Comedy Yin and Yang: John Cleese quote part 2.

I don’t get a lot of comments on this blog, but I’m very happy at the quality of commenters. Stephen Worth, and David Carlyon, author of Dan Rice: The Most Famous Man You’ve Never Heard Of both chimed in on my John Cleese Quote post. The post began with this quote from British comedian John Cleese.

“Com­edy always works best when it is mean-spirited.”

My take on it was that Cleese was referring more to verbal comedy than to physical comedians. Stephen Worth pointed out Mr. Bean’s selfish behavior, and the rude style of W.C. Fields. He also mentioned:

Chuck Jones once said, “in order to be funny, you have to have some­thing you really hate.”

If you didn’t read David Carlyon’s comment, I recommend you do. He has considerable experience and education on the topic of live comedy. I appreciate the time he put in on the comment, and I took it seriously. A good blog is an interactive discussion, and I learn as much from it as anyone. I’m not afraid to say my original post was half-baked.

It may be that I fell into the “family friendly” entertainment trap. Or I may have mis-interpreted the term “mean spirited” to be something more like the medieval humor of cruelty, laughing at people who were physically impaired. I don’t like insult comics very much, and I might have been looking for an antidote.

Shortly after that post and the comments, I turned on a TV and found “It’s a Mad Mad Mad Mad World” just beginning. I soon remembered that every character in the movie is greedy and ready to run every other character off the road. It has a lot of physical acting in it, and it’s very very funny.

This has opened my eyes to the Yin and Yang of comedy. Would we know what revenge Popeye was capable of without the provocation of Bluto? The kindness of Stimpy is made obvious by contrast with the angry Ren. They are opposites, and that creates conflict, and comedy. They are an “odd couple”, Oscar Madison was often grumpy and unkind to Felix Ungar. It is the back and forth interaction that is entertaining. I think about my Loser Comedy post, which looked into the pathetic life of Wile E. Coyote. I see the relationship with the Roadrunner as unbalanced. Itchy and Scratchy are the extreme example of imbalance, a parody of mean spirited comedy.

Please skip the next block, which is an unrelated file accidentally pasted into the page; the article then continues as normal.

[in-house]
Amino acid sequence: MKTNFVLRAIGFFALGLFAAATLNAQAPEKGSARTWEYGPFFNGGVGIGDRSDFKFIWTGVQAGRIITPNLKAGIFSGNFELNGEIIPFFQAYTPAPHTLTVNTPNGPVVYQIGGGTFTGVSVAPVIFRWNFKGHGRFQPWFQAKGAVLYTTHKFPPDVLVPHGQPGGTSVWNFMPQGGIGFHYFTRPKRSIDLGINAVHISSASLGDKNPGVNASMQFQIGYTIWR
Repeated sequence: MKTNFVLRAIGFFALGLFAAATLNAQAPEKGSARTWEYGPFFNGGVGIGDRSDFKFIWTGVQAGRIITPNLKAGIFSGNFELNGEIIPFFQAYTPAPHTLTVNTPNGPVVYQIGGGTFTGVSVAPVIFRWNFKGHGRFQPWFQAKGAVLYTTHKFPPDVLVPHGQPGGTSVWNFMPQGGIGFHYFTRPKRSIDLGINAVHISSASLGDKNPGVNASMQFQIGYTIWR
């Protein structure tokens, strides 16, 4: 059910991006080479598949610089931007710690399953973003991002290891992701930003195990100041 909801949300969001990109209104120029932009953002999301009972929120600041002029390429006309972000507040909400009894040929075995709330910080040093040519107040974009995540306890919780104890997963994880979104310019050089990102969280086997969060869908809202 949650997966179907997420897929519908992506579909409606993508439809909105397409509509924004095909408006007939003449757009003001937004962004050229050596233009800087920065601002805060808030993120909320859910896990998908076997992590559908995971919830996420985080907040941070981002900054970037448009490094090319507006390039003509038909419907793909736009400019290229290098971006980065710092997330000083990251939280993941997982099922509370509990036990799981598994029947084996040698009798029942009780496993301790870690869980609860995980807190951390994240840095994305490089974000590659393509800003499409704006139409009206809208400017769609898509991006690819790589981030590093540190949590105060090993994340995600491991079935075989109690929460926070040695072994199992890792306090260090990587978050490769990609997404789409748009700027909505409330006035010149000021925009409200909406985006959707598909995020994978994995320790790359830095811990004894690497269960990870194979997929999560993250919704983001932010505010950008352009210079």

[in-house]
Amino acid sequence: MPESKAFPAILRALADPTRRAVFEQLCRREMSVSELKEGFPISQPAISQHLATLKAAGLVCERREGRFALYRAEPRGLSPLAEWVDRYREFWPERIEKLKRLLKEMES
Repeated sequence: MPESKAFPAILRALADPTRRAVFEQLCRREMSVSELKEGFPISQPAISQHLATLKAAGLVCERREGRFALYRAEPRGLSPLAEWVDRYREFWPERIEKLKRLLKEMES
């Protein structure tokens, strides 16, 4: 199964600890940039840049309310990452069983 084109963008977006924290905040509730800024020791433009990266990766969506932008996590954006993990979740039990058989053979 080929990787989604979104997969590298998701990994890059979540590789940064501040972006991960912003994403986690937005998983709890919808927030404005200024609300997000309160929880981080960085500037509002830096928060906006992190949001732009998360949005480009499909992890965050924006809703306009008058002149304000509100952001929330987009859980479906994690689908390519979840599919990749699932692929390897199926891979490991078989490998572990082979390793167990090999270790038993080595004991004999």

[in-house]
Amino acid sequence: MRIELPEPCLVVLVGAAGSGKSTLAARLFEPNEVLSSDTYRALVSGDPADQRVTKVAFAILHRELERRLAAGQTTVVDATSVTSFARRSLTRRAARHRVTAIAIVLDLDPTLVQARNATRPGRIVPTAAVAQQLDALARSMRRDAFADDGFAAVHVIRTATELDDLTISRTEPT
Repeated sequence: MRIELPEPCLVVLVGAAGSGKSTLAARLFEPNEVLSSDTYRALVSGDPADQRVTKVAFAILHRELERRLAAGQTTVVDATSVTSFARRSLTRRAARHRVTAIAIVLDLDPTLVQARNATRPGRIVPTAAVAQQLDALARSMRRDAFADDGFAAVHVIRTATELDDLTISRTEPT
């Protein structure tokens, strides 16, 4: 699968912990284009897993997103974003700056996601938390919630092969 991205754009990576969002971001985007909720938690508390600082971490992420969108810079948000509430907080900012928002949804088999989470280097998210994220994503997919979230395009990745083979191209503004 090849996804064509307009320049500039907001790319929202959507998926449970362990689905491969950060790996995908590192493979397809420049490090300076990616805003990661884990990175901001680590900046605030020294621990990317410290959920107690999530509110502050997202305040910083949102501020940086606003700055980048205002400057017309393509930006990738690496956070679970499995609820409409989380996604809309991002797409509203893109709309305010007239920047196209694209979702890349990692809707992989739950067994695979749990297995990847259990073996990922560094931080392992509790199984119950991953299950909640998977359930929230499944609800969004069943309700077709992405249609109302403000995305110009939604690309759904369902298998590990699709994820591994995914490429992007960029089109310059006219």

Now I aspire to create a character who is a mischievous troublemaker, like Mickey Mouse was when he started.

Peter Sellers – Animated

Apparently, Peter Sellers recorded some audio tracks of him acting out Beatles lyrics in character.
There are some youtube videos made from these tracks, including this animated one:

John Cleese quote

I just ran across this quote from John Cleese.

“Comedy always works best when it is mean-spirited.”

At first it took me by surprise, but I think he is really speaking of verbal comedy.  That is the realm of the insult comic, the stand up comedian, and the celebrity roast.  Mean spirited comedy involves taking someone on in a challenging way, walking a very fine edge to still keep it funny.  We find that a little more thrilling.  If a stand up comedian takes down a heckler with a fierce retort, it’s a victory we can all enjoy.

Physical comedians tend to be more playful.  They want to keep the game going, not destroy the competition.  The Three Stooges are violent, but not really mean.   They are clearly faking the emotions.

Part of my goal with this blog is to separate the methods of physical comedy from verbal comedy, and I would be glad to have input from anyone on how the two are distinguished from one another.

Infinite pockets

There is a clown tradition of having coats with vast pockets capable of holding incredible amounts. You may remember Harpo Marx pulling ridiculous objects from his coat, or having hundreds of table knives falling from his sleeves. I remember the old Felix the cat who carried his “bag of tricks”. And it’s not too far from Inspector Gadget having exactly the tool he needs embedded in his body. It’s a form of magic. And magic is fun.

Here is a great example. Adolf Proper, the original Banana Man from vaudeville. He worked under the stage name A. Robins, and could draw an entire music shop from his coat.

Of course pulling rabbits out of hats is wonderful when it’s live. For animated characters the magic is clearly fake, so it needs to be clever or funny in some other way as well.

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